Africa’s World Cup qualifiers have been thrown into crisis after a ban on numerous stadiums across the continent left many countries facing the prospect of hosting matches in June outside their borders.

The Confederation of African Football (Caf), in a circular to member associations this week, issued a list of approved stadiums for the first two rounds of group matches in June.

The list leaves eight of the 40 teams competing for places in Qatar 2022 without a venue to play their home qualifiers. Those affected include Senegal, who competed at the last World Cup in Russia in 2018, and Mali, who were among the top seeded teams for the preliminaries.

Burkina Faso, the Central African Republic, Liberia, Malawi, Mali, Namibia, Niger and Sierra Leone have all not had their home stadiums approved as Caf cracks down on poor infrastructure around the continent. They now face a tight deadline to upgrade venues before the first set of matches begin on June 5 or they will have to host them elsewhere.

Senegal open their group H campaign at home to Togo in the first week of June, but their Leopold Senghor Stadium is closed for renovations and alternate venues for internationals have been declared unfit for use by Caf.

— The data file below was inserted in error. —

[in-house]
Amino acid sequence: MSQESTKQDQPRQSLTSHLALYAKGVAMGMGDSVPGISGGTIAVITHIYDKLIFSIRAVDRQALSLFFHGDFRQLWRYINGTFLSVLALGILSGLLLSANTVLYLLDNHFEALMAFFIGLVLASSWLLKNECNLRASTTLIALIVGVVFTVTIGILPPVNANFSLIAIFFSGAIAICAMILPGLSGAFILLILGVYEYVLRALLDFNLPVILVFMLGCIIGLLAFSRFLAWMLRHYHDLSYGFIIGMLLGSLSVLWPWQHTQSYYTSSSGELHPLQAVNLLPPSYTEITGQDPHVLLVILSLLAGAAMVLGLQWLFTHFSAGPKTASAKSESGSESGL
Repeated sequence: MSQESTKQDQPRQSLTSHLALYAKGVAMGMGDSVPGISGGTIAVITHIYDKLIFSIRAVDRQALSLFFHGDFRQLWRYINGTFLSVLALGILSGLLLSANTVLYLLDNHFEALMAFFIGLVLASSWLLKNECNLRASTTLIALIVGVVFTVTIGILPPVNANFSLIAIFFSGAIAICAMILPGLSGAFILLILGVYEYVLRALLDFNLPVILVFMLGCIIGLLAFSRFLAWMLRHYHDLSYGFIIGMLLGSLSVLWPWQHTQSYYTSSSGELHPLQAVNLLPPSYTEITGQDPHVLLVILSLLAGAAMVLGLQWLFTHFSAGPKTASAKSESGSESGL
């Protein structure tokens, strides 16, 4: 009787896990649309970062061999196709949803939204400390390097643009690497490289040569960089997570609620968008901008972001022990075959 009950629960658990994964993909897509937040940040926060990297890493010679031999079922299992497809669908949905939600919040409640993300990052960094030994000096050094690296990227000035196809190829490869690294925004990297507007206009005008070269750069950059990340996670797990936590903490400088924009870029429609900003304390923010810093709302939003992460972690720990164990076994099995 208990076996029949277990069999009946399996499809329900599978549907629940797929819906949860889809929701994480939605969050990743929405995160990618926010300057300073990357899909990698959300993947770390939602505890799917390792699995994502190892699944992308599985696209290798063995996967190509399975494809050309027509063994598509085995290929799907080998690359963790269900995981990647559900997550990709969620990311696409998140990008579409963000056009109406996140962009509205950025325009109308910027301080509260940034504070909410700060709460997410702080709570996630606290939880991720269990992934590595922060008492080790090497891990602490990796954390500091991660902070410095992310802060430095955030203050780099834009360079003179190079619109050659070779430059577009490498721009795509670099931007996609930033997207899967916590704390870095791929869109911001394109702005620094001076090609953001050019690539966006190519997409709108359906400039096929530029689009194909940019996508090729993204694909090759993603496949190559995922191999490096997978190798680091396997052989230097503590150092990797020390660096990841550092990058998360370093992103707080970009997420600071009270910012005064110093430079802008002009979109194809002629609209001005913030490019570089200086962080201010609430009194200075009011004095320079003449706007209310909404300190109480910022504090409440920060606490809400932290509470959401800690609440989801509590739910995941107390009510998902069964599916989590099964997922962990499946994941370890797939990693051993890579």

The Democratic Republic of the Congo, Libya and Uganda have had their main stadiums rejected but will be able to play at home at smaller, alternate venues.

The group phase of Africa’s World Cup preliminaries has the 40 countries divided into 10 groups of four. They will play six matches each through to October. In November, the group winners will pair off into five playoff ties with the aggregate victors qualifying for the finals in Qatar in 2022.

African football has long been blighted by poor stadium facilities and substandard pitches and Caf has steadily shown more resolve in banning venues.

In March, a similar ban on several stadiums across the continent for the last round of Africa Cup of Nations qualifiers was lifted at the last minute. Caf gave no explanation for the change of heart. 


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